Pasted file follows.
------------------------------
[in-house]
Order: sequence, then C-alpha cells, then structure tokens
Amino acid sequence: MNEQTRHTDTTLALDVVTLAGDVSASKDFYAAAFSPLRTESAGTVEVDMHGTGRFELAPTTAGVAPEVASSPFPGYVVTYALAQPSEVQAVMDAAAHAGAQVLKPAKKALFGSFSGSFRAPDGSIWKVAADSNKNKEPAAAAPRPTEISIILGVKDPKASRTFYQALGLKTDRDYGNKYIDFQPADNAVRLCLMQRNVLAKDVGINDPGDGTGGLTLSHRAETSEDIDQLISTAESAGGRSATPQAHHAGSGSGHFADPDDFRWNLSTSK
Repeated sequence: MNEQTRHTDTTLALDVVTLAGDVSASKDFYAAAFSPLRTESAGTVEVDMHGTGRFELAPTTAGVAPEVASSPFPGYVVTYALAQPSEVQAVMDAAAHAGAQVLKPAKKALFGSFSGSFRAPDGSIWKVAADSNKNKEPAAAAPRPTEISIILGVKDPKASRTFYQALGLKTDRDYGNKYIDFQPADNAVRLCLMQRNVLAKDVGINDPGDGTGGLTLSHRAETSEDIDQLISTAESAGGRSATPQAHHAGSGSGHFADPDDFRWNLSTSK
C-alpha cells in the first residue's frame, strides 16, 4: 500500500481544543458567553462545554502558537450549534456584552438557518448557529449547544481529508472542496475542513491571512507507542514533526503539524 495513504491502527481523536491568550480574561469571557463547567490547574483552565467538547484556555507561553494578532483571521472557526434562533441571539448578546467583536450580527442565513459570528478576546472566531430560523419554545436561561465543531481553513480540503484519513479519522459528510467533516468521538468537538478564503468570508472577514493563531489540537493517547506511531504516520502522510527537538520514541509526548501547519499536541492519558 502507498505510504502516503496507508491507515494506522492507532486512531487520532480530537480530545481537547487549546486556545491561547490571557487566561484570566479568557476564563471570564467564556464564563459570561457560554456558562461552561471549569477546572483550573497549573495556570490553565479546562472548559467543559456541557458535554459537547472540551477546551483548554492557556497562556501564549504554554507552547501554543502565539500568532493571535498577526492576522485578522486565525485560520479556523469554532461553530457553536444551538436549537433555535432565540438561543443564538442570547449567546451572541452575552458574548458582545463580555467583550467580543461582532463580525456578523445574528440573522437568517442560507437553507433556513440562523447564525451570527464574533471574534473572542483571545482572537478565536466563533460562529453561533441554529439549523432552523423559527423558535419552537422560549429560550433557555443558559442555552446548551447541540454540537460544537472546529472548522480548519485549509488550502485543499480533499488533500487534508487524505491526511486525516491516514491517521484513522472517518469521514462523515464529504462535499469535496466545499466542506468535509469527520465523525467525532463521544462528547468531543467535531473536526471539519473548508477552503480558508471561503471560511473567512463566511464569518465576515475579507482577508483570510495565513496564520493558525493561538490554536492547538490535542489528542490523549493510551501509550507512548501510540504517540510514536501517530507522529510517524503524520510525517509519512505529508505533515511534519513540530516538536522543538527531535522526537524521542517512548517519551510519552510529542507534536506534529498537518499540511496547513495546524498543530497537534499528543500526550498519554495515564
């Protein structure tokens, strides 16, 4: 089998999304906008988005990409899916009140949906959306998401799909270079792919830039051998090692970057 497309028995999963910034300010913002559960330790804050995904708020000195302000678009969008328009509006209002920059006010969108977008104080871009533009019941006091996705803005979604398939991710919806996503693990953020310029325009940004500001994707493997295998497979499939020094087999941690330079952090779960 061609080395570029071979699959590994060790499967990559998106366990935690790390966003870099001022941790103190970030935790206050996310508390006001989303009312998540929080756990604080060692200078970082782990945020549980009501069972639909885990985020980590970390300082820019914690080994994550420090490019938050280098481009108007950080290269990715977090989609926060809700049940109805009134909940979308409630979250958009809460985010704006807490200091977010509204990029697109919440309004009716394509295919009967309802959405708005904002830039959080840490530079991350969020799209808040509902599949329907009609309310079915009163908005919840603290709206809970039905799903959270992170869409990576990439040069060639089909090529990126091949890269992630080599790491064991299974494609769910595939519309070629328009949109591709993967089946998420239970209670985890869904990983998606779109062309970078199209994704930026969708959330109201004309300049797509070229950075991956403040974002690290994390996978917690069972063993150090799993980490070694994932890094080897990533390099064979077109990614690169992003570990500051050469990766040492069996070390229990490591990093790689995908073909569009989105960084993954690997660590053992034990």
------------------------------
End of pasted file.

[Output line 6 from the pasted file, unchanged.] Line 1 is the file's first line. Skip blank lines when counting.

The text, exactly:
């Protein structure tokens, strides 16, 4: 089998999304906008988005990409899916009140949906959306998401799909270079792919830039051998090692970057 497309028995999963910034300010913002559960330790804050995904708020000195302000678009969008328009509006209002920059006010969108977008104080871009533009019941006091996705803005979604398939991710919806996503693990953020310029325009940004500001994707493997295998497979499939020094087999941690330079952090779960 061609080395570029071979699959590994060790499967990559998106366990935690790390966003870099001022941790103190970030935790206050996310508390006001989303009312998540929080756990604080060692200078970082782990945020549980009501069972639909885990985020980590970390300082820019914690080994994550420090490019938050280098481009108007950080290269990715977090989609926060809700049940109805009134909940979308409630979250958009809460985010704006807490200091977010509204990029697109919440309004009716394509295919009967309802959405708005904002830039959080840490530079991350969020799209808040509902599949329907009609309310079915009163908005919840603290709206809970039905799903959270992170869409990576990439040069060639089909090529990126091949890269992630080599790491064991299974494609769910595939519309070629328009949109591709993967089946998420239970209670985890869904990983998606779109062309970078199209994704930026969708959330109201004309300049797509070229950075991956403040974002690290994390996978917690069972063993150090799993980490070694994932890094080897990533390099064979077109990614690169992003570990500051050469990766040492069996070390229990490591990093790689995908073909569009989105960084993954690997660590053992034990």